Scuffing more leaves while walking through the cemetery on our way to the library, Steve and I discussed the merits of different kinds of fallen leaves. While Japanese Maples look gorgeous at this time of year, with their various shades of reds and greens, the leaves dry up before they hit the ground and fall to pieces. Sycamore leaves are giant and if wet, pretend they are concrete and refuse to budge. Yellow Maple leaves are both lovely to look at while scuffing but become slippery when wet. Oak leaves are miserable to rake, wet or dry, but they make the best scuffing leaves of all. They tend to get a slight bend in them when they dry and do not break apart as readily as the maples leaves. They last longer, and due to the slight curve, they fly up in the air very nicely. Maples for colour, Oaks for scuffage.
On the cemetery walk we spied these purple berries on what we thought was Sumac trees. Now we aren't sure, because these don't look at all like Stag Horn Sumac berries, not as red or as fuzzy. These are a deep purple and squish like a blueberry. The sun was shining through them as they dried from a rain. Steve brought a fallen bunch home as a surprise. They look beautiful amongst the grass plant I brought indoors.
Now, about that Turkey trip. Can you believe I am just getting to the half way point of the photos. Steve said there are 3 gigabites (what ever those are) of photos. You really are seeing a very small fraction.
The Whirling Dirvishes are a religious group I studied in University as part of my anthropology section in Dance. We studied them for the trance dancing rather than the religious content. I was so excited to be seeing this in person. We climbed into a little loft balcony that surrounded the room on three sides. We sat around the ballistrade to watch. This is sacred dance and as such, I refused to take any photos of it. The theology is that as the dancer whirls and loses them selves in the spinning while keeping upright AND on the same spot. They are in direct communication with Allah or God. The upraised arm is the conduit between the human and the Divine, the lowered outstretched arm is the conduit between the human receptacle and his community who are waiting for the Divine Message. This dance is reserved for men.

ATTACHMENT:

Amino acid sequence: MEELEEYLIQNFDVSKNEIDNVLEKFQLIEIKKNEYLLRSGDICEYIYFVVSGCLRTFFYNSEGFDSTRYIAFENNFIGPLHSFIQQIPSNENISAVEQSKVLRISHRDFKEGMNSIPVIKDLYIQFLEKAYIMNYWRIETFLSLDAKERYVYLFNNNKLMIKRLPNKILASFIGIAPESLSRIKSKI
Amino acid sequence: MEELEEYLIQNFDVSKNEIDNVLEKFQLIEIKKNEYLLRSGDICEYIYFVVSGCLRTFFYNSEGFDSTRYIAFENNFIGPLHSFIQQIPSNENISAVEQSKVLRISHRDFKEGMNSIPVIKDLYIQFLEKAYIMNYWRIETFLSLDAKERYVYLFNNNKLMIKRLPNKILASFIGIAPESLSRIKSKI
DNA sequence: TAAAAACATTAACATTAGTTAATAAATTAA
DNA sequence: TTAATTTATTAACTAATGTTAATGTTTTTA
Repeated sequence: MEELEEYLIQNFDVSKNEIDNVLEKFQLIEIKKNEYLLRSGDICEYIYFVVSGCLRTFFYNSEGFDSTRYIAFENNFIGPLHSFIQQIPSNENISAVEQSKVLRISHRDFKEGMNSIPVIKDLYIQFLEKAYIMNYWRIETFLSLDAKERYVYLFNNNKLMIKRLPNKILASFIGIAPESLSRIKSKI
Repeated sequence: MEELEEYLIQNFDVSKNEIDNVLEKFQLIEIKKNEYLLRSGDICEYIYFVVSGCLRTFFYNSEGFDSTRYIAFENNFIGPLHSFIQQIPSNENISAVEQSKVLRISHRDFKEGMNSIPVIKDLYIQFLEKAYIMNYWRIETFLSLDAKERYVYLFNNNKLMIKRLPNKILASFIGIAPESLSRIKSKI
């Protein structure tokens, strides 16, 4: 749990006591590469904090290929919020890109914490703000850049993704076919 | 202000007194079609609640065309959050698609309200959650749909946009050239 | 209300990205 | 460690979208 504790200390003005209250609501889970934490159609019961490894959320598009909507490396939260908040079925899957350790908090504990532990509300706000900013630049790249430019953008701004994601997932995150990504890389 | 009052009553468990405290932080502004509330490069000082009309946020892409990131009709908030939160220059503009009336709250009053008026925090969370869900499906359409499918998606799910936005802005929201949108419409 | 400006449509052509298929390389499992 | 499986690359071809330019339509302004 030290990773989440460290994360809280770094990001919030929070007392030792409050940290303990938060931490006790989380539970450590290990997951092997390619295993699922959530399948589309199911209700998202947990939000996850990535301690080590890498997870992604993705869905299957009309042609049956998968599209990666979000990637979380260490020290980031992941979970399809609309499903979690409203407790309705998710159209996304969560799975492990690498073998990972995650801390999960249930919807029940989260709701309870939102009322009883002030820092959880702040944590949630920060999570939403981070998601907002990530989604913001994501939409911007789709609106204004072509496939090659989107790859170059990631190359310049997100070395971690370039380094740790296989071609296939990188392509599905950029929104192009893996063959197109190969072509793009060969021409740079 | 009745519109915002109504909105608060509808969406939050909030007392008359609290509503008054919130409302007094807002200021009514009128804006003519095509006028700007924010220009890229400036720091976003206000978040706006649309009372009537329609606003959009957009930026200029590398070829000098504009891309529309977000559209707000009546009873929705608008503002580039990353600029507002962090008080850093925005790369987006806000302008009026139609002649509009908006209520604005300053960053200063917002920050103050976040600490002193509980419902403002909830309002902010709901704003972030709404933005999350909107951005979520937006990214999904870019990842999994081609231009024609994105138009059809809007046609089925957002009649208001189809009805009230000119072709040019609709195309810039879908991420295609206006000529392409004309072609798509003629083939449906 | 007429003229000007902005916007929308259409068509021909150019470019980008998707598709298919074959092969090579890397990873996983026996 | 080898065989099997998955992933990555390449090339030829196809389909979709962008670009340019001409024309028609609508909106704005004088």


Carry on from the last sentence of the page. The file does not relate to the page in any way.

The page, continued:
|A Rumi painting from Google Images.|
|Google images, artist unattributed.|
Enough of that, let's move on to Ephesus at last. No religious experiences going on here, rather sun stroke, music and painting.
OK, this was cool. This is the original floor of a merchants home. All mosaic, some mythical, some imaginary, some related to business. The colours have bled out. I'm not sure why it isn't under a protective awning but then... I don't run the place, do I? I liked this because it gave a sense of real scale to the site. All the hills you see up in behind the first photo and others are un-cleared residential parts of the city. We are walking down the main road and it is huge. And long. This home helped us to grasp just how densely packed the city was.
It is likely that I am wrong, but I think this is a side street, going up into the residential areas.
We have bypassed the Library of Alexandria, most annoying, because some people just wouldn't keep with the group and we lost time looking for them, while they had disappeared into the library. The irony. Steve had dragged his banjo through the entire day and the hot cobbled street so that he could play at the amphitheater that is really an amphitheater. He is playing and singing three songs with his group of singers. They could be heard quite clearly right up to the back of the structure. I need to find a picture of this. Steve was busy playing and I sat down and did a painting of them in performance.
This is the far back right hand side of the amphitheater. The immediate right is another bank of seats and the same across the stage. Those fellows are about one quarter of the down, if you can figure out the scale from that.